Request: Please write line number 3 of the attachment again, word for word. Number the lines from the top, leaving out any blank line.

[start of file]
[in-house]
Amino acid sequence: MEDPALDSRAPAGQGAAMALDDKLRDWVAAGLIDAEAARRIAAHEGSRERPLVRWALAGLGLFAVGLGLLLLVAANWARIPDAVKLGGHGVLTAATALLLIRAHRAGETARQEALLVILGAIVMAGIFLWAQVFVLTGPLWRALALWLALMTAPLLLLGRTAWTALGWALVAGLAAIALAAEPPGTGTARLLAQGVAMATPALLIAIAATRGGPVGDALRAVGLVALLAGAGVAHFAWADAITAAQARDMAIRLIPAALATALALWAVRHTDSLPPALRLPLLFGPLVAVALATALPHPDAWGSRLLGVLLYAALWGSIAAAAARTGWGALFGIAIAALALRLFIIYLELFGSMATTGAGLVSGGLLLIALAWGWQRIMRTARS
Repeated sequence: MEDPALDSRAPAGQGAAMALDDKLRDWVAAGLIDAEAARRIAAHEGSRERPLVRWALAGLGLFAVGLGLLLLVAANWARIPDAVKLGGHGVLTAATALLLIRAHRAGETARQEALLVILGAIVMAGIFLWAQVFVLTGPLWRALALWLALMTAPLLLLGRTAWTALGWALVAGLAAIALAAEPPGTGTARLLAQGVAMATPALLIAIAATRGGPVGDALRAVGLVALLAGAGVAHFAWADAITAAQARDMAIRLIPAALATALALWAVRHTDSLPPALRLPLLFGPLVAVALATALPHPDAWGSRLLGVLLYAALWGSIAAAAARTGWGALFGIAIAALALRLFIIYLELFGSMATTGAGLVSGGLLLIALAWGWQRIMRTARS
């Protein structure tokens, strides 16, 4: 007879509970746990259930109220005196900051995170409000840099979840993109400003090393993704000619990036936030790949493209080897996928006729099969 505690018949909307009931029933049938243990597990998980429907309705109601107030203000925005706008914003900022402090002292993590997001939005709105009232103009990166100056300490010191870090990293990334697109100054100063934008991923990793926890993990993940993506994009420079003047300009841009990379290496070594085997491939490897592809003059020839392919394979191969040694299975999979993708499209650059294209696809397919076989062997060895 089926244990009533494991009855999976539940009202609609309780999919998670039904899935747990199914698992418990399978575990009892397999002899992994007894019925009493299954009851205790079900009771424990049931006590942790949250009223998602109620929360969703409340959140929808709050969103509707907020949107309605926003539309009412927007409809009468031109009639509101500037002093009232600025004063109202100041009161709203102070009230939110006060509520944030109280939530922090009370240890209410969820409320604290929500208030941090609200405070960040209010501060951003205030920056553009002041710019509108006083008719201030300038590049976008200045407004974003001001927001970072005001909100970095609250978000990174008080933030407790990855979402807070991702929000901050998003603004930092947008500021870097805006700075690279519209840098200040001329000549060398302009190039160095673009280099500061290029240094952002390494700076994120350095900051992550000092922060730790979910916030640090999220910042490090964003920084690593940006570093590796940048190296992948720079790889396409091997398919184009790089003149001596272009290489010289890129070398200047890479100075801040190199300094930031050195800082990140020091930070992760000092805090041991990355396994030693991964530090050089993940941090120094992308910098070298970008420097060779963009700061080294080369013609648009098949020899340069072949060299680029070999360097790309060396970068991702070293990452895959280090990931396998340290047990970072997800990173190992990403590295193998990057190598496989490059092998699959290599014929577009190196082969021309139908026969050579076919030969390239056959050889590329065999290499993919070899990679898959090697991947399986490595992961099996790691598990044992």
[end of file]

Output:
Repeated sequence: MEDPALDSRAPAGQGAAMALDDKLRDWVAAGLIDAEAARRIAAHEGSRERPLVRWALAGLGLFAVGLGLLLLVAANWARIPDAVKLGGHGVLTAATALLLIRAHRAGETARQEALLVILGAIVMAGIFLWAQVFVLTGPLWRALALWLALMTAPLLLLGRTAWTALGWALVAGLAAIALAAEPPGTGTARLLAQGVAMATPALLIAIAATRGGPVGDALRAVGLVALLAGAGVAHFAWADAITAAQARDMAIRLIPAALATALALWAVRHTDSLPPALRLPLLFGPLVAVALATALPHPDAWGSRLLGVLLYAALWGSIAAAAARTGWGALFGIAIAALALRLFIIYLELFGSMATTGAGLVSGGLLLIALAWGWQRIMRTARS